[cfe-dev] More Vexing Than the Most Vexing Parse; Clang Parser Bug?

Richard Smith richard at metafoo.co.uk
Tue Jul 10 22:00:56 PDT 2012

On Tue, Jul 10, 2012 at 8:14 PM, John McCall <rjmccall at apple.com> wrote:

> On Jul 10, 2012, at 7:07 PM, Seth Cantrell wrote:
> > I'm trying to figure out against whom to file a bug.
> >
> > This code is parsed differently between Clang, VC++, Comeau, and GCC.
> >
> > struct A {
> >    A() {}
> >    A(int) {}
> > };
> >
> > struct B : A {
> >    void init(int i);
> > };
> >
> > void B::init(int i) {
> >  {
> >    A::A(i); // what is this supposed to parse as?
> >  }
> > }
> >
> > int main() {
> >    B b;
> >    b.init(2);
> > }
> >
> > Clang and an earlier version of GCC parse it a variable declaration,
> Comeau and current gcc parse it as an illegal constructor call (but since
> it's illegal is that constructor really "an acceptable lookup result"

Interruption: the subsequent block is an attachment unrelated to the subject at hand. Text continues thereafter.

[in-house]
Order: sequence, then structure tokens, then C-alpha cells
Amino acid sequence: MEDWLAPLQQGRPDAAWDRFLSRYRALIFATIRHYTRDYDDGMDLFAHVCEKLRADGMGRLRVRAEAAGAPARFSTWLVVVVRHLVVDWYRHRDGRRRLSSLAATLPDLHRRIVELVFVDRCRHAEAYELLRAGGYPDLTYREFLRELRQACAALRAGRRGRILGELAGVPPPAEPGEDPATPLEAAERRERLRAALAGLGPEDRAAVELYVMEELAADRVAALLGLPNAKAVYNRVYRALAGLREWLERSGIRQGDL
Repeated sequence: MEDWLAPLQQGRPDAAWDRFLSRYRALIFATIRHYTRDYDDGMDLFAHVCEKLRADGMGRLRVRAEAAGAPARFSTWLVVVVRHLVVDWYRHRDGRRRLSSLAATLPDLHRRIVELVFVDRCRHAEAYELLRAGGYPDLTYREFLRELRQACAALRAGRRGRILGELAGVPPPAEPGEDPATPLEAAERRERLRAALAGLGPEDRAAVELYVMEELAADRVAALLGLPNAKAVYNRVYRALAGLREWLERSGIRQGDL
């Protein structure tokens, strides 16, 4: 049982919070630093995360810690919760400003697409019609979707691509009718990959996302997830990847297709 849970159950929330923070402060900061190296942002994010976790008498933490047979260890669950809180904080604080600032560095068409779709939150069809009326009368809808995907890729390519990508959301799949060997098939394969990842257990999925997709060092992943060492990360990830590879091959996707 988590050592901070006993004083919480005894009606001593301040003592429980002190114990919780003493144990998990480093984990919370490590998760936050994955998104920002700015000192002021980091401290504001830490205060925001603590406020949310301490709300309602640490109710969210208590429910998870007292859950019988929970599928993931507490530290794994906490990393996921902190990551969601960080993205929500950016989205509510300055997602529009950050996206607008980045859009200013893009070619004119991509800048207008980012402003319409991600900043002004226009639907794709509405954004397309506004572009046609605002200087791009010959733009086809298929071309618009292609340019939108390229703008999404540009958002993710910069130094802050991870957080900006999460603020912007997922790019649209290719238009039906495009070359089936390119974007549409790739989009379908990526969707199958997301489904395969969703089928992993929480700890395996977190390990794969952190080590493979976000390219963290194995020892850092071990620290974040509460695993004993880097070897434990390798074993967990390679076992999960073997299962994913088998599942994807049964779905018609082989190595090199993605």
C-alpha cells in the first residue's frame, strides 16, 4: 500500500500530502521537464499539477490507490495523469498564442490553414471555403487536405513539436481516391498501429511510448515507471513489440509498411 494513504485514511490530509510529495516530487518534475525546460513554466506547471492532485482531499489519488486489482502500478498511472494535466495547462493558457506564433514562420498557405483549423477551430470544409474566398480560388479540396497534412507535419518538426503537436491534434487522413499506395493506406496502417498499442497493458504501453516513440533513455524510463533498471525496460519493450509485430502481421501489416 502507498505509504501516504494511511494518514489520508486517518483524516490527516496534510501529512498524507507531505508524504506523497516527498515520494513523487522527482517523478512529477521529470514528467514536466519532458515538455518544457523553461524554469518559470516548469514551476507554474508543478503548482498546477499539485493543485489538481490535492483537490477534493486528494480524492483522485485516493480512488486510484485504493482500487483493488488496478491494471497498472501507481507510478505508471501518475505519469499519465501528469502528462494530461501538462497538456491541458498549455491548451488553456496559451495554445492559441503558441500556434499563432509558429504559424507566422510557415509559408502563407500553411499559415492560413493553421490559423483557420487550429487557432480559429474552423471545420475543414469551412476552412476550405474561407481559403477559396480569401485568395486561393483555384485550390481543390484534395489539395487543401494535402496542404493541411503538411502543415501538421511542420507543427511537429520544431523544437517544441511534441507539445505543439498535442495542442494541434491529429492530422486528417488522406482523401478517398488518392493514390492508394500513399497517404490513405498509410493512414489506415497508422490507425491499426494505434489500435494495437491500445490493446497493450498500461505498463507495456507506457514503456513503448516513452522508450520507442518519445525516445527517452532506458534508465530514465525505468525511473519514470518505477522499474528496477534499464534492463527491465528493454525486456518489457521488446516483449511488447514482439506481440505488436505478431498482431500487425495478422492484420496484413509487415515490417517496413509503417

> according to ยง3.4.3.1/2?), and VC++ seems to parse it as constructing a
> temporary (which it seems hard to fathom how because if A::A is a
> constructor name then it's not legal to call and does not 'return' a
> temporary object, but if A::A is a type name then this is a variable
> declaration).
> The standard doesn't precisely define "acceptable lookup result", but I
> think (given the example in the immediate context of an
> elaborated-type-specifier) that an acceptable lookup result is one which is
> not ignored by the kind of lookup being performed.

Core issue 1310 covers this unfortunately-unclear wording. One problem with
the current statement of the rule is that we must perform two different
kinds of lookup: we must look A::A up as a simple-type-specifier in case
it's a decl-specifier, and we must look it up as a qualified-id in case
there is no decl-specifier-seq. For the former lookup, a constructor is
(presumably) not an acceptable lookup result, but core issue 147 strongly
suggests that the intention was that the lookup should find the constructor
anyway for that case.

> clang is just failing to apply the rule that this is really a reference to
> the constructor.  In fact, I'm not sure we implement that rule at all.

We do: look for err_out_of_line_type_names_constructor. It seems that
whoever implemented that interpreted "constructor is an acceptable lookup
result" as meaning "appears somewhere a constructor could be declared". We
reject this, for instance:

struct S {}; S::S(i);
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